- August 19, 2015
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- Posted by: admin
Diabetes and it’s Complications
Diabetes mellitus is a disease in which a person has high blood sugar, either because the body does not produce enough insulin, or because cells do not respond to the insulin that is produced.
Types of Diabetes: There are three main types of diabetes
- Type 1 diabetes :
This results from the body’s failure to produce insulin, and requires treatment with insulin.
- Gestational diabetes:
This results when pregnant women, who have never had diabetes before, have high blood glucose level during pregnancy. It may precede development of type 2 diabetes.
- Type 2 diabetes:
This result from insulin resistance, a condition in which cells fail to use insulin properly, sometimes combined with an absolute insulin deficiency. This is the most common form of diabetes.
Type 2 diabetes is diagnosed by demonstrating any one of the following:
- Fasting plasma glucose level ≥ 7.0 mmol/L (126 mg/dL).
- Plasma glucose ≥ 11.1 mmol/L (200 mg/dL) two hours after a 75 g oral glucose load as in a glucose tolerance test.
- Symptoms of hyperglycemia and casual plasma glucose ≥ 11.1 mmol/L (200 mg/dL).
- Glycated hemoglobin (Hb A1C) ≥ 6.5%.
Approximately 90 percent of all diabetics in the world are type 2 diabetics.
‘Diabesity’ is the term for diabetes occurring in the context of obesity.
Diabetes and Obesity has resulted in Diabesity Epidemic.
Type 2 Diabetes has also been termed as “Economic Tsunami “, because of the amount of cost involved in its treatment.
The incidence of Diabesity is raising in Asia Pacific .It is a challenge for the individual, society and health care system.
Diabetes kills 4.6 million people worldwide a year.
There are more than 346 million people with this disease .Number is expected to double by 2030 to 552 million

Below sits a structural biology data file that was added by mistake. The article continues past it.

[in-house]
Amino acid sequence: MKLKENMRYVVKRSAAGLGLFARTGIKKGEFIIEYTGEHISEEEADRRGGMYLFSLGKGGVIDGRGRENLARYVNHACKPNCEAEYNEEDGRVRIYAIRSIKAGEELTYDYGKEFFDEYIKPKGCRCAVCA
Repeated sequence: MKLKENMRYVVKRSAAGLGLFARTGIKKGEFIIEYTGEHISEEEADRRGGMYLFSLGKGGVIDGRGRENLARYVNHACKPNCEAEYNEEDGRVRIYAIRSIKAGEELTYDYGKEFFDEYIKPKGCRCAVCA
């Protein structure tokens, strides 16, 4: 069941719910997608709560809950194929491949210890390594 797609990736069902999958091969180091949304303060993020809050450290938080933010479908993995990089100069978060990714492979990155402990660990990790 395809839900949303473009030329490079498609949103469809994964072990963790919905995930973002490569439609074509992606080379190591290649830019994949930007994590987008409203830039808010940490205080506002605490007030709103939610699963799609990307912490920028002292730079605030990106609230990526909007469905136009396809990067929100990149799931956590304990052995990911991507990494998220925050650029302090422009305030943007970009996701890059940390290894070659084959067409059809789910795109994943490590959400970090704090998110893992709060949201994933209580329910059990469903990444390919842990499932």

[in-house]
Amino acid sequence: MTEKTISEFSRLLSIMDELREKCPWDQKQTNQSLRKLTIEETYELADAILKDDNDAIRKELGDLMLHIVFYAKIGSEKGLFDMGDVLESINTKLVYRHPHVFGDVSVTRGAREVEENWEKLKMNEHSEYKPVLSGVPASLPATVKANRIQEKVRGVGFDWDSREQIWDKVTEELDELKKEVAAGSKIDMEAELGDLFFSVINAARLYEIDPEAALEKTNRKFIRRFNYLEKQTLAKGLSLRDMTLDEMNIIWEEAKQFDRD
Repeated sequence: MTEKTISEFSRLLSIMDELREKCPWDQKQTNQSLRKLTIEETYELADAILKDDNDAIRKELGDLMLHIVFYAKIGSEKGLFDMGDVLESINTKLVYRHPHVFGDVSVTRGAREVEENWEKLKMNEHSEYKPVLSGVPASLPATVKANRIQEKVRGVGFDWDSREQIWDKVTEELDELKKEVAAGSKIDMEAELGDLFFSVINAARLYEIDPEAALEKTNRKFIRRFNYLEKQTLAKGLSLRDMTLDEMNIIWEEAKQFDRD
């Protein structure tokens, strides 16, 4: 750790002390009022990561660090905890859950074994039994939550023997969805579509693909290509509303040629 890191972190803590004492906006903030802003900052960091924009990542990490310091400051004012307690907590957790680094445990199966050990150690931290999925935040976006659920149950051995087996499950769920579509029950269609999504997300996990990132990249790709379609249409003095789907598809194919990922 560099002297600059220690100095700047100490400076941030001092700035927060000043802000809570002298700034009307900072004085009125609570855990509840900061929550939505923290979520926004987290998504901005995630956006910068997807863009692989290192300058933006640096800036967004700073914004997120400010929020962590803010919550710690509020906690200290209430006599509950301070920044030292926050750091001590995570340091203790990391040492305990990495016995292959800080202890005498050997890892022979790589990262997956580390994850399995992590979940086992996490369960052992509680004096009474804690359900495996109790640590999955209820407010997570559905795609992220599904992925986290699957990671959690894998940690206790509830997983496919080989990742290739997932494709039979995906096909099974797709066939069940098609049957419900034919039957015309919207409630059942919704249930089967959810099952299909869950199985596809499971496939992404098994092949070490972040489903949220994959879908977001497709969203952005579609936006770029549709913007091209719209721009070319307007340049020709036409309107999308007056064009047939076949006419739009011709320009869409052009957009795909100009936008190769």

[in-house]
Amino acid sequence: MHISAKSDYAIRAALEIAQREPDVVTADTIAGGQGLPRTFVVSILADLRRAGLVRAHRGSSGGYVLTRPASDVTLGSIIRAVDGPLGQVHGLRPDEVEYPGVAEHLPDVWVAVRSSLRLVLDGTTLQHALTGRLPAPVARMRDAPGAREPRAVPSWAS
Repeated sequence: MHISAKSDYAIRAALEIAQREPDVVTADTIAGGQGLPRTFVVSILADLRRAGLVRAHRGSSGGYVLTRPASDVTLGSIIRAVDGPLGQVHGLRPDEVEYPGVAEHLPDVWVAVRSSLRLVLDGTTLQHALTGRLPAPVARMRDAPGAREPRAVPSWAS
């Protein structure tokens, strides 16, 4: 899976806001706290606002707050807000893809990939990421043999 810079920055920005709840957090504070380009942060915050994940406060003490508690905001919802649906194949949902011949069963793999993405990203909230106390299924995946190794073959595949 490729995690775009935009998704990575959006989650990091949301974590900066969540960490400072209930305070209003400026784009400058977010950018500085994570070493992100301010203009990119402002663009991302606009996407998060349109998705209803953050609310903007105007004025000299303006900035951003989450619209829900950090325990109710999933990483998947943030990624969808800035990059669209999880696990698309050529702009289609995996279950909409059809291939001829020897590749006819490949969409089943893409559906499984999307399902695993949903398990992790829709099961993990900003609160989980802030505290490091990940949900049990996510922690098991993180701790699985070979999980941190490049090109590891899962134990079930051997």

Complications of Diabetes Mellitus:
Type 2 Diabetes Mellitus without proper treatment can result in long term complications.
In this form of diabetes, the body does not produce enough of the hormone insulin, or the cells in the body do not use insulin properly.
Insulin is necessary for the body to be able to use glucose or blood sugar for energy. As a result, glucose builds up in the blood, where it can wreak havoc, instead of going into cells.
Type 2 Diabetes Mellitus can result in Microangiopathy and Macroangiopathy .
Microangiopathy effects small vessels and Macroangiopathy effects the larger vessels in the body resulting in devastating complications .
Microangiopathy is usually in the form of
- Diabetic Retinopathy: This is the leading cause of blindness in adults
- Diabetic Neuropathy: This results in numbness and paresthesias of both the upper and lower extremities, hampering routine activities of the individual. This is the leading cause of non traumatic amputations in the adults.
- Diabetic Nephropathy: This effects the patients kidney and it is the leading cause of renal failure in adults . It is also become the main cause for renal transplantation.
Macroangiopathy results in
- Coronary artery disease: 8/ 10 patients with Type 2 Diabetes Mellitus die of cardiovascular disease.
- Cerebrovascular disease: Diabetics are 2 – 4 times more likely to have stroke.
- Peripheral Vascular disease: This is also a major cause for amputations. The glucose laden tissues fail to heal properly.
Traditionally, lifestyle changes including losing excess weight, eating a healthful diet and engaging in regular exercise are the first-line treatments for type 2 diabetes.
When these modifications do not make enough of a dent in the disease, medications can be prescribed.
Some medications help the pancreas produce more insulin, while others help the body use the insulin that it does produce more efficiently.
If these drugs don’t work, a person may need to take insulin.
Even with good medical control, some patients still go on dialysis, lose limbs, and have significant heart attacks, drug reactions and other complications.
The notion that medical therapy is without risk is absolutely incorrect.